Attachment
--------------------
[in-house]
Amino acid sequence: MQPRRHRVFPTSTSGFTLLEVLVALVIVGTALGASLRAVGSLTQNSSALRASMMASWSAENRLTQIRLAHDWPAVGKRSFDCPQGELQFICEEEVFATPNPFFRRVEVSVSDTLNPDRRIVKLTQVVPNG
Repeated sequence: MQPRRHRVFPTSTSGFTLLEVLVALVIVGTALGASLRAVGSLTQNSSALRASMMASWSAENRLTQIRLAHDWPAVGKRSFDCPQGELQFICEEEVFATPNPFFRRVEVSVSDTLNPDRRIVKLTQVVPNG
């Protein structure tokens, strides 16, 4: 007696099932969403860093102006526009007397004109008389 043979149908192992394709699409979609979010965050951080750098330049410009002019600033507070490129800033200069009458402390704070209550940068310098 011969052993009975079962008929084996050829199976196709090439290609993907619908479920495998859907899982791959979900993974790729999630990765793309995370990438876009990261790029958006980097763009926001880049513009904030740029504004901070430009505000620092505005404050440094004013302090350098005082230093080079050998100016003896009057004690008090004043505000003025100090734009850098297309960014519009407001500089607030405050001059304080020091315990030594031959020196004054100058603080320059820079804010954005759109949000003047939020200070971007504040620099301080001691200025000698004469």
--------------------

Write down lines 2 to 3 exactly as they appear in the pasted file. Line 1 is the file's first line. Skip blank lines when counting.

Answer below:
Amino acid sequence: MQPRRHRVFPTSTSGFTLLEVLVALVIVGTALGASLRAVGSLTQNSSALRASMMASWSAENRLTQIRLAHDWPAVGKRSFDCPQGELQFICEEEVFATPNPFFRRVEVSVSDTLNPDRRIVKLTQVVPNG
Repeated sequence: MQPRRHRVFPTSTSGFTLLEVLVALVIVGTALGASLRAVGSLTQNSSALRASMMASWSAENRLTQIRLAHDWPAVGKRSFDCPQGELQFICEEEVFATPNPFFRRVEVSVSDTLNPDRRIVKLTQVVPNG